With the wind having died down a little after weeks of gale force winds hammering the west coast of Cape Town, we thought we’d take a chance on False Bay this weekend and see what’s been happening since we last dived it. Unfortunately, the wind started to pick up again on Friday evening and by Saturday morning the white caps riddled false bay, although there was very little swell so we had that going for us!
We had originally planned to do our first dive for the day at Pyramid to pay a visit to our local Cow Sharks, but conditions would have made that dive a little unpleasant so we opted for Windmill which is a bit more sheltered. Water temps were very reasonable at 15 degrees but viz was a little down at around 4m as a result of the wind that had picked up. Still, any dive is better than sitting on land and the reduced visibility meant much closer encounters with the local wildlife, which included loads of Hottentot and Red Roman as well as uncanny amounts of Octopi. Seriously. Octopi under every single little protruding rock, and ranging in size from juvenile to fully matured. They were however shy as always and all hiding in their little caves, so we weren’t able to get any full shots. Still, watching them peek out as we passed was quite entertaining. Visibility cleared up a little within the dense kelp forests and gave way to slowly swaying foliage playing host to an array of colours and life the likes of which is uncommon above water. Sixty minutes of super relaxation later, we were back on dry land.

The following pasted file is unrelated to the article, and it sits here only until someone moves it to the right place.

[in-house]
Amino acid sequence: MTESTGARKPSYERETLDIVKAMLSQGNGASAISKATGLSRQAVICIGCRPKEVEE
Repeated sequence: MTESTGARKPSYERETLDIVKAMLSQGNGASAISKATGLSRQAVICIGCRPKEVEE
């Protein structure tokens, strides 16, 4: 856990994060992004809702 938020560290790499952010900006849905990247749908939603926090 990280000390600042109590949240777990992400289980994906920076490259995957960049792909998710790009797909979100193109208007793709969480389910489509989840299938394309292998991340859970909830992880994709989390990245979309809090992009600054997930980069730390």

After a quick cylinder (and dive buddy) change, we were ready to head back! This time to Froggy Pond, a shallow bay consisting of fine white sand, turquoise water and two kelp forests on either side of the bay. Much like Windmill, the shallow sandy entry and sheltered location makes for the most comfortable of entry points and on a good day the white sand together with fairly shallow depth creates an almost tropical feel as the sunlight plays across the flawless sandy bottom, eventually meeting up with great boulders teeming with life of all sizes and shapes. The water had warmed up a little since our first dive especially at this shallow site, but unfortunately the swell had also picked up and visibility had dropped even further to a point where pausing for just a moment to examine the splendour of the underwater world could mean having to surface to find your team. Once we all realised this and stuck together, we headed into the kelp where once again the viz cleared up enough for us to relax a little and enjoy the scenery. On this dive I saw my very first shrimp ever, almost completely transparent with only a few white dots giving away it’s position, and running across the sandy bottom with a piece of lettuce kelp in it’s mouth. With the conditions slowly degrading, we decided to call it a day and exited at 50 minutes.
There’s so much to be seen under water. You can dive the same site every day and still see something new every time, and the closer you get to the reef, the higher your chances of getting a glimpse of something rare and uncommon. Another set of diver’s happened upon a Tiger Catshark this weekend which is a great example of this.
Get out there, get wet! Adventure lies just beneath the surface